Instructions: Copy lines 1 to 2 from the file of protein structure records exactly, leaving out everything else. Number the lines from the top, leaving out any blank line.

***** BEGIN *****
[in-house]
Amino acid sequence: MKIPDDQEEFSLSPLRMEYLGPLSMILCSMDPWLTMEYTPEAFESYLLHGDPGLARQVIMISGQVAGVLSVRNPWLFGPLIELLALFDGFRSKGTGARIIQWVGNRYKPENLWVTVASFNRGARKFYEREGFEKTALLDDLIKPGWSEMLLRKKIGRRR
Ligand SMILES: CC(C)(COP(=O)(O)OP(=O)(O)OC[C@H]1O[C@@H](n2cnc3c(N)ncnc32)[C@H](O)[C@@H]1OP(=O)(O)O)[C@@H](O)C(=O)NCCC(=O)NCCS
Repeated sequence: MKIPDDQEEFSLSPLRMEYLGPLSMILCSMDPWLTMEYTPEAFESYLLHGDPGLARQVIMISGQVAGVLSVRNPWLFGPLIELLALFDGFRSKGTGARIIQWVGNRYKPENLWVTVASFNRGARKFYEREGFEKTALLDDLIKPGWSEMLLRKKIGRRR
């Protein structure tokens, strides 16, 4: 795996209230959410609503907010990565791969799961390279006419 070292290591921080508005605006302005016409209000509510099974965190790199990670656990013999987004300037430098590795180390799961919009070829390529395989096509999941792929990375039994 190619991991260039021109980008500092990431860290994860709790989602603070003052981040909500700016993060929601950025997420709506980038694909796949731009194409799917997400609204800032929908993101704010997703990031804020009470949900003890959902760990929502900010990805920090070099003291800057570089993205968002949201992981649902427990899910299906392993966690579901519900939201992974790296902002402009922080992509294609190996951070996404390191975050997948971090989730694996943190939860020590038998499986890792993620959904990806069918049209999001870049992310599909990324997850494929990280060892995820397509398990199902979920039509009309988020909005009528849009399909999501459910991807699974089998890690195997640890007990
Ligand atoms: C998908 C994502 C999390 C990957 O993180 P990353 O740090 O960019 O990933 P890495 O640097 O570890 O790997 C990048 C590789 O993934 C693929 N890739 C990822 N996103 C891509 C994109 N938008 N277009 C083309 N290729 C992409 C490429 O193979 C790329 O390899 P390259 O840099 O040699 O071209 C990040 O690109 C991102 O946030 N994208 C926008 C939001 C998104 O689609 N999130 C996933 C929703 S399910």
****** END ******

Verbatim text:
[in-house]
Amino acid sequence: MKIPDDQEEFSLSPLRMEYLGPLSMILCSMDPWLTMEYTPEAFESYLLHGDPGLARQVIMISGQVAGVLSVRNPWLFGPLIELLALFDGFRSKGTGARIIQWVGNRYKPENLWVTVASFNRGARKFYEREGFEKTALLDDLIKPGWSEMLLRKKIGRRR